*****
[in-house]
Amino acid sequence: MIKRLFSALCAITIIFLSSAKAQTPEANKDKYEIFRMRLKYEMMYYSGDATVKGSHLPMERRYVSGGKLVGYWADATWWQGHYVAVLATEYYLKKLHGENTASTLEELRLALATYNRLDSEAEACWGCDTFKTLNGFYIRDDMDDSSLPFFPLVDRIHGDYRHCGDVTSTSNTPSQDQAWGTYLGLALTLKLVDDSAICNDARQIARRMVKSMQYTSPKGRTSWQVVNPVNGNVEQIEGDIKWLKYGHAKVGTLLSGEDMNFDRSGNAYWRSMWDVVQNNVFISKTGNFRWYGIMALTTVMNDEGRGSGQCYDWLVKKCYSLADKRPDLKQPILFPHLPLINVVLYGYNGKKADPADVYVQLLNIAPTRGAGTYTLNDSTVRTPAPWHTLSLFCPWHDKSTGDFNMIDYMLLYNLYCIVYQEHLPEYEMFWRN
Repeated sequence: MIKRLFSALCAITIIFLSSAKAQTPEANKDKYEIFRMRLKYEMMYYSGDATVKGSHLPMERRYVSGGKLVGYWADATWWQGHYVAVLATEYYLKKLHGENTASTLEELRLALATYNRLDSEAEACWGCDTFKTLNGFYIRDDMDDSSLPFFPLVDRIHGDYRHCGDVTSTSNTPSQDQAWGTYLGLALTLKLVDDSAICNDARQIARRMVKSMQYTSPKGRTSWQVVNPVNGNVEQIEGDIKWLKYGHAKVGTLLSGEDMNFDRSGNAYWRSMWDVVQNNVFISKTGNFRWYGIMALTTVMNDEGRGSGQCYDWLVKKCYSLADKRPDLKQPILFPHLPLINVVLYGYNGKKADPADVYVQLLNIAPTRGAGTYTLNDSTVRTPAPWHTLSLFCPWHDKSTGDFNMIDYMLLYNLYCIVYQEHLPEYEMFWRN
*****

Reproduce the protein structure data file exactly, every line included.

[in-house]
Amino acid sequence: MIKRLFSALCAITIIFLSSAKAQTPEANKDKYEIFRMRLKYEMMYYSGDATVKGSHLPMERRYVSGGKLVGYWADATWWQGHYVAVLATEYYLKKLHGENTASTLEELRLALATYNRLDSEAEACWGCDTFKTLNGFYIRDDMDDSSLPFFPLVDRIHGDYRHCGDVTSTSNTPSQDQAWGTYLGLALTLKLVDDSAICNDARQIARRMVKSMQYTSPKGRTSWQVVNPVNGNVEQIEGDIKWLKYGHAKVGTLLSGEDMNFDRSGNAYWRSMWDVVQNNVFISKTGNFRWYGIMALTTVMNDEGRGSGQCYDWLVKKCYSLADKRPDLKQPILFPHLPLINVVLYGYNGKKADPADVYVQLLNIAPTRGAGTYTLNDSTVRTPAPWHTLSLFCPWHDKSTGDFNMIDYMLLYNLYCIVYQEHLPEYEMFWRN
Repeated sequence: MIKRLFSALCAITIIFLSSAKAQTPEANKDKYEIFRMRLKYEMMYYSGDATVKGSHLPMERRYVSGGKLVGYWADATWWQGHYVAVLATEYYLKKLHGENTASTLEELRLALATYNRLDSEAEACWGCDTFKTLNGFYIRDDMDDSSLPFFPLVDRIHGDYRHCGDVTSTSNTPSQDQAWGTYLGLALTLKLVDDSAICNDARQIARRMVKSMQYTSPKGRTSWQVVNPVNGNVEQIEGDIKWLKYGHAKVGTLLSGEDMNFDRSGNAYWRSMWDVVQNNVFISKTGNFRWYGIMALTTVMNDEGRGSGQCYDWLVKKCYSLADKRPDLKQPILFPHLPLINVVLYGYNGKKADPADVYVQLLNIAPTRGAGTYTLNDSTVRTPAPWHTLSLFCPWHDKSTGDFNMIDYMLLYNLYCIVYQEHLPEYEMFWRN